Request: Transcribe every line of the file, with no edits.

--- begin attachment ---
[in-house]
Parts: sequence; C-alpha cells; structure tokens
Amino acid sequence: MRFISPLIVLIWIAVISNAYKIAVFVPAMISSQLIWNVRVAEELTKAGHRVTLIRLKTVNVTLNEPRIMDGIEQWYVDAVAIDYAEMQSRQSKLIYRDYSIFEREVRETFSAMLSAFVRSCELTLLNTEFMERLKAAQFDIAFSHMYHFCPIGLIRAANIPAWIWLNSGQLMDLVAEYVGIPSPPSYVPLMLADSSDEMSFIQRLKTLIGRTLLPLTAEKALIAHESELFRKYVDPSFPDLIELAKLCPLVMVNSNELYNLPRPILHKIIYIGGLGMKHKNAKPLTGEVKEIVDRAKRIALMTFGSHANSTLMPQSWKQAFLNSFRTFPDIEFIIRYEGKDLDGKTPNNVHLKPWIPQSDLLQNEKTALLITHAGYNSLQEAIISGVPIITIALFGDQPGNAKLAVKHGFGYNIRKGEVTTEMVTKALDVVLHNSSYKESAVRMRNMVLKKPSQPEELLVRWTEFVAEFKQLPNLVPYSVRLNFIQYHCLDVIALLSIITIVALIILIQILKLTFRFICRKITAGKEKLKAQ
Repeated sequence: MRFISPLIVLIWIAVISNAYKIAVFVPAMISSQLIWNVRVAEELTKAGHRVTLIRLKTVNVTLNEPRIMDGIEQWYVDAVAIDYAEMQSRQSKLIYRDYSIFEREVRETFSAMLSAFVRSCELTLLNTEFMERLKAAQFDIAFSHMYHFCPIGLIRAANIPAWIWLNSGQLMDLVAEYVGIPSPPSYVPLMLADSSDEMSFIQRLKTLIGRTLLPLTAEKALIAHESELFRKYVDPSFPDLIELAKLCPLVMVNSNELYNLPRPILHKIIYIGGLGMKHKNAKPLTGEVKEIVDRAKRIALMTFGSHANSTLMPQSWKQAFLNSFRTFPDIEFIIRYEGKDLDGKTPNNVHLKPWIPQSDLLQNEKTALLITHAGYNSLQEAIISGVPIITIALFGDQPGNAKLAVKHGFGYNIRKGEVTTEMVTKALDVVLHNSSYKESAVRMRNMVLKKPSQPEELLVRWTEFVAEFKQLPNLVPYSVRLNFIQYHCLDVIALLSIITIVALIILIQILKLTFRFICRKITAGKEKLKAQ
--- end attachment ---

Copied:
[in-house]
Parts: sequence; C-alpha cells; structure tokens
Amino acid sequence: MRFISPLIVLIWIAVISNAYKIAVFVPAMISSQLIWNVRVAEELTKAGHRVTLIRLKTVNVTLNEPRIMDGIEQWYVDAVAIDYAEMQSRQSKLIYRDYSIFEREVRETFSAMLSAFVRSCELTLLNTEFMERLKAAQFDIAFSHMYHFCPIGLIRAANIPAWIWLNSGQLMDLVAEYVGIPSPPSYVPLMLADSSDEMSFIQRLKTLIGRTLLPLTAEKALIAHESELFRKYVDPSFPDLIELAKLCPLVMVNSNELYNLPRPILHKIIYIGGLGMKHKNAKPLTGEVKEIVDRAKRIALMTFGSHANSTLMPQSWKQAFLNSFRTFPDIEFIIRYEGKDLDGKTPNNVHLKPWIPQSDLLQNEKTALLITHAGYNSLQEAIISGVPIITIALFGDQPGNAKLAVKHGFGYNIRKGEVTTEMVTKALDVVLHNSSYKESAVRMRNMVLKKPSQPEELLVRWTEFVAEFKQLPNLVPYSVRLNFIQYHCLDVIALLSIITIVALIILIQILKLTFRFICRKITAGKEKLKAQ
Repeated sequence: MRFISPLIVLIWIAVISNAYKIAVFVPAMISSQLIWNVRVAEELTKAGHRVTLIRLKTVNVTLNEPRIMDGIEQWYVDAVAIDYAEMQSRQSKLIYRDYSIFEREVRETFSAMLSAFVRSCELTLLNTEFMERLKAAQFDIAFSHMYHFCPIGLIRAANIPAWIWLNSGQLMDLVAEYVGIPSPPSYVPLMLADSSDEMSFIQRLKTLIGRTLLPLTAEKALIAHESELFRKYVDPSFPDLIELAKLCPLVMVNSNELYNLPRPILHKIIYIGGLGMKHKNAKPLTGEVKEIVDRAKRIALMTFGSHANSTLMPQSWKQAFLNSFRTFPDIEFIIRYEGKDLDGKTPNNVHLKPWIPQSDLLQNEKTALLITHAGYNSLQEAIISGVPIITIALFGDQPGNAKLAVKHGFGYNIRKGEVTTEMVTKALDVVLHNSSYKESAVRMRNMVLKKPSQPEELLVRWTEFVAEFKQLPNLVPYSVRLNFIQYHCLDVIALLSIITIVALIILIQILKLTFRFICRKITAGKEKLKAQ